Recent spikes in global food prices have garnered much attention, as they did when prices spiked in the early 1970s. But much less policy attention has been placed on the longer-run trends in commodity prices.

Will food prices revert to a downward trend as they did after the 1970 spikes? Or is the era of ever-cheaper food a thing of the past? The food security of poor people the world over – and the standard-of-living of G20 consumers – rests on the answer to this fundamental question.


This post is adapted from an essay commissioned for the briefing book for the G20 Cannes Summit 2011.
Download a PDF (this article appears on page 192).


G20 Cannes Summit 2011 Briefing BookThe future path of food prices and the capacity of the world to affordably feed future populations hinges heavily on the agricultural productivity of the G20 countries. G20 countries employ two thirds of the world’s agricultural labor force, account for 58 percent of the global land devoted to agriculture, and in 2008 produced 69 percent of the world’s agricultural output by value. They produce 75 percent of the world’s food and feed staples (wheat, rice, maize and soybeans), 65 percent of its milk and 71 percent of the world’s beef, sheep and poultry. The G20 countries also dominate international trade in agricultural commodities, which helps to shore up country shortfalls in production due to weather and other factors and dampen fluctuations in global commodity prices.

Eliminating hunger and meeting an ever-growing global demand for food, feed and biofuels is a basic demand and supply problem. If the growth in global agricultural production fails to keep pace with world’s appetite, agricultural commodity prices will rise. Estimates put the world’s population at 7 billion people by 2012; 9 billion by 2050. And as global per capita incomes grow, each of these people will likely consume more food. All told, analysts anticipate a 70 percent increase in demand for food by 2040, compared with the year 2000.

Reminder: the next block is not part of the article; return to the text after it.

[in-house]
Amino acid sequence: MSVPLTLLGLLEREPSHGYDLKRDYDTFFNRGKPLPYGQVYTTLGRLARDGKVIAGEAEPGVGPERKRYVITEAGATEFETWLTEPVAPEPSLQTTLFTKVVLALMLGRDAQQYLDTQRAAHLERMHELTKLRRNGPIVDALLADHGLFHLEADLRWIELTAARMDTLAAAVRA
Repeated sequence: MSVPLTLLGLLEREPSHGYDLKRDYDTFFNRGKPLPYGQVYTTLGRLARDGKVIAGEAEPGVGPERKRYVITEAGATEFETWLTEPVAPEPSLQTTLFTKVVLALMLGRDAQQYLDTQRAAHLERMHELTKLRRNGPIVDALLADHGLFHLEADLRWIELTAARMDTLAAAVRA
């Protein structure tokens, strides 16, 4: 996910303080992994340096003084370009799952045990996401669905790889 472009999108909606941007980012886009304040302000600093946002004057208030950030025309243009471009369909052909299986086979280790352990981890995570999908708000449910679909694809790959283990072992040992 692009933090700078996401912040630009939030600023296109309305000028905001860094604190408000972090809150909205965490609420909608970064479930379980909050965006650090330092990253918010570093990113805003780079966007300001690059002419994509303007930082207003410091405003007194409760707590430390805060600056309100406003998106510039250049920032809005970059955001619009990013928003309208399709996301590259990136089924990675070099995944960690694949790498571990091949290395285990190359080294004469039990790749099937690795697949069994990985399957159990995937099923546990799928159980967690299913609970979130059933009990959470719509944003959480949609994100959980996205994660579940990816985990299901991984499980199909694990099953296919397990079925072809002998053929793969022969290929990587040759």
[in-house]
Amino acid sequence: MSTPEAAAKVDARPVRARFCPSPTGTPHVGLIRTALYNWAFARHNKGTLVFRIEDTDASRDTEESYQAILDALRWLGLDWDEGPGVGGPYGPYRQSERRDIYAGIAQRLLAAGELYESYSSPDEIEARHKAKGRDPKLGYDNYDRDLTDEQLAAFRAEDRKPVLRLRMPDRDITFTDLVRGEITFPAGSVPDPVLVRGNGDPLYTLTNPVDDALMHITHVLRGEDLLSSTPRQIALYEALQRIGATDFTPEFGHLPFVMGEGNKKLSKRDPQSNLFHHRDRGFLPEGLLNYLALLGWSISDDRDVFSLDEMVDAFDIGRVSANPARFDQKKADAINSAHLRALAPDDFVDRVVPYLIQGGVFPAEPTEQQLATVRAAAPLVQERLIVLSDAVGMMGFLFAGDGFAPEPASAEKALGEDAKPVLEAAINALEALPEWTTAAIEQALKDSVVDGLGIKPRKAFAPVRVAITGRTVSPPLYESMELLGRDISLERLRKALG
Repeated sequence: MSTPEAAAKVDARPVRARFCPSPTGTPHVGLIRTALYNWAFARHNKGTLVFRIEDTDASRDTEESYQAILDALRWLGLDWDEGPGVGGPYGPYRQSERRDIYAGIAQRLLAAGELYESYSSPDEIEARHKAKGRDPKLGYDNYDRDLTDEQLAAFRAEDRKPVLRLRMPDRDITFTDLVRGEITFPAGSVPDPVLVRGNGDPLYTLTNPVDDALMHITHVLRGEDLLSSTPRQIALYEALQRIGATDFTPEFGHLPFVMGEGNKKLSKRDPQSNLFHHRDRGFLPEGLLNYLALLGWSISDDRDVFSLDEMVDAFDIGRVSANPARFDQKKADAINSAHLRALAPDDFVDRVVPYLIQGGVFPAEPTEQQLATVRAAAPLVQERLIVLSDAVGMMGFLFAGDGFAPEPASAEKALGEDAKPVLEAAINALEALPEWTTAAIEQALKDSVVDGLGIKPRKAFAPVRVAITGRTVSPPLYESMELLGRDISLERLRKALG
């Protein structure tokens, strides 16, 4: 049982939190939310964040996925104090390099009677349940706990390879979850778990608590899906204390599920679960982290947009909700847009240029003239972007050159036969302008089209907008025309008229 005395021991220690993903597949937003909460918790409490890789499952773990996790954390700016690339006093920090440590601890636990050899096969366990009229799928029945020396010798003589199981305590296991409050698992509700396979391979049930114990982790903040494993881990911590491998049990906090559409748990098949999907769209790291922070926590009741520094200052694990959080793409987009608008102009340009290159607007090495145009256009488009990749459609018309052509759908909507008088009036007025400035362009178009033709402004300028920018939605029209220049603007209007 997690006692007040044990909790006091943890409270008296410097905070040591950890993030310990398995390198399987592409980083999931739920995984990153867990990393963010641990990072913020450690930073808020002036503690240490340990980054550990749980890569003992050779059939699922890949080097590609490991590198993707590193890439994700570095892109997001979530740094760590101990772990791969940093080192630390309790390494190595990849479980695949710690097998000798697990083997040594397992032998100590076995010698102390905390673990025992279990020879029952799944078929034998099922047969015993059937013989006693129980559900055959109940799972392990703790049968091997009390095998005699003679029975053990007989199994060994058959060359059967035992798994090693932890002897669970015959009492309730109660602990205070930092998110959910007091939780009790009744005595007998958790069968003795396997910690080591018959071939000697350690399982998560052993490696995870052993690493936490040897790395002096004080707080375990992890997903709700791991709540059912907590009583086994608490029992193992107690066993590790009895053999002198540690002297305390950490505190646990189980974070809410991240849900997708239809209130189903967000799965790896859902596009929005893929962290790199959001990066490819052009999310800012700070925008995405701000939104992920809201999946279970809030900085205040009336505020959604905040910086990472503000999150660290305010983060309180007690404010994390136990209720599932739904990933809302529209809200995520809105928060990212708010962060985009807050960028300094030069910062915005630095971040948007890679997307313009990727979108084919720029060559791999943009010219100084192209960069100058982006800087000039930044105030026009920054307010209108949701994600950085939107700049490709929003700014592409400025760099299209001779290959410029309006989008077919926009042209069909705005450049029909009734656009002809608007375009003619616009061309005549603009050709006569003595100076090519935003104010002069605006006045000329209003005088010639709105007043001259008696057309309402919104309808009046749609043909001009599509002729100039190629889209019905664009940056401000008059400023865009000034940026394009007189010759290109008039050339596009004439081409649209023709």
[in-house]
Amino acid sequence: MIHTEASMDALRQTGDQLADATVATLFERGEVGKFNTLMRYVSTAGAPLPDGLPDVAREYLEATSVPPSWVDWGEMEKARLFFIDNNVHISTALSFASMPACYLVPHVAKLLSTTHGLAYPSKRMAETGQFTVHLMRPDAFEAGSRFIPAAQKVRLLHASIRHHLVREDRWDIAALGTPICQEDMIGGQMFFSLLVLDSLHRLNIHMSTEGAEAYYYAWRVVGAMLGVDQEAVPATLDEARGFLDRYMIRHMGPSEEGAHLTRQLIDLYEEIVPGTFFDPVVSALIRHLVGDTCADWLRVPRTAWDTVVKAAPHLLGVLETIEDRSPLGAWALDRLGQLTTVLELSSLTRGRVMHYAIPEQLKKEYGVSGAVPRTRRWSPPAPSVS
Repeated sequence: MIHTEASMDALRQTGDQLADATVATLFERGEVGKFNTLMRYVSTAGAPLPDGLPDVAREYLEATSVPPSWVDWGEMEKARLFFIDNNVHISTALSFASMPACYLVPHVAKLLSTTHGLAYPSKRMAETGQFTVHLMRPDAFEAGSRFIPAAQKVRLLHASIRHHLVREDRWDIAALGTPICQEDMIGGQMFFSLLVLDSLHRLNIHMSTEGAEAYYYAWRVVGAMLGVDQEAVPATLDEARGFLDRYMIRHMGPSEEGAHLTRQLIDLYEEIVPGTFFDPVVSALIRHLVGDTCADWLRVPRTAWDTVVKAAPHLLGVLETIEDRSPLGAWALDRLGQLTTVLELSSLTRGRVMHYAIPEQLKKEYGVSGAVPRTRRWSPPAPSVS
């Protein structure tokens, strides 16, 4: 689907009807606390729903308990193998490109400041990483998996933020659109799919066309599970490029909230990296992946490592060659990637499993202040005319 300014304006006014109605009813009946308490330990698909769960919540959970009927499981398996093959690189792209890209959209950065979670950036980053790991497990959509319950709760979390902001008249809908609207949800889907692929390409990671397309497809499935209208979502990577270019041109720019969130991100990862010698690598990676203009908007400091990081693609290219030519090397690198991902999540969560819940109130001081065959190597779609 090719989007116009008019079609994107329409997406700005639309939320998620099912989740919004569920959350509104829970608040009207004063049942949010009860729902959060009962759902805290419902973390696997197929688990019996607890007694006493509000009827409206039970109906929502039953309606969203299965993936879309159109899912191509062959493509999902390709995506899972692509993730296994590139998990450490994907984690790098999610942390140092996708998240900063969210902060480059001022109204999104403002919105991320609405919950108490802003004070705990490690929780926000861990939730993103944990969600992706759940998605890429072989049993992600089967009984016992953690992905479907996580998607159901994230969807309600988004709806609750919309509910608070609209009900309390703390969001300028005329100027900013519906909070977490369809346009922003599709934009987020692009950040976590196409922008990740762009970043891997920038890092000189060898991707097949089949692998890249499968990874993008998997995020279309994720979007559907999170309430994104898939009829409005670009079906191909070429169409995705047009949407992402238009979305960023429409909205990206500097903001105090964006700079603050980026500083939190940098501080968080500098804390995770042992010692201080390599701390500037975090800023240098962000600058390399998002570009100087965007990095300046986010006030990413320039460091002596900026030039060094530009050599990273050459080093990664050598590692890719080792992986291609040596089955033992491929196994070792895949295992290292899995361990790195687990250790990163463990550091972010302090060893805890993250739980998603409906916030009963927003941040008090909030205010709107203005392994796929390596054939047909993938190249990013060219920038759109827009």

Can We Do It?

There are two ways to meet this growth in food demand. One is to plow more land into agriculture. The other is to increase crops yields and agricultural productivity. Both will be necessary. But increasing agricultural productivity will be crucial to sustainably securing food supplies in the decades ahead, as most prime agricultural land is already in production. In most G20 countries, in fact, the challenge will be preserving the land already in production from urban and infrastructure encroachment and environmental degradation.

So, how have the G20 countries been faring, and what are the prospects for productivity growth going forward? Unfortunately, for many countries, recent and prospective productivity performances are wanting. The rate of growth in crop yields has slowed in the past 20-30 years for the world as a whole, compared with previous decades. Similar patterns are evident for other measures, such as agricultural labor productivity in most G20 countries. The rate of multi-factor productivity (MFP) growth (indicating the rate of growth of aggregate output relative to the rate of growth of all measureable inputs, including land, labor, capital, energy and fertilizer) has also slowed dramatically in the higher-income G20 countries for which reliable measures are available. In the United States for example, MFP grew at almost two percent per year from 1950 to 1990, but since then has grown at barely half that rate.

By contrast, for some other important agricultural producers like China and the former Soviet Union, growth in crop yields and other productivity measures has either been sustained or has recovered of late. However, for these countries it is hard to tell the difference between sustained growth and growth that is really episodic in nature – spurred, for example, by massive institutional reforms.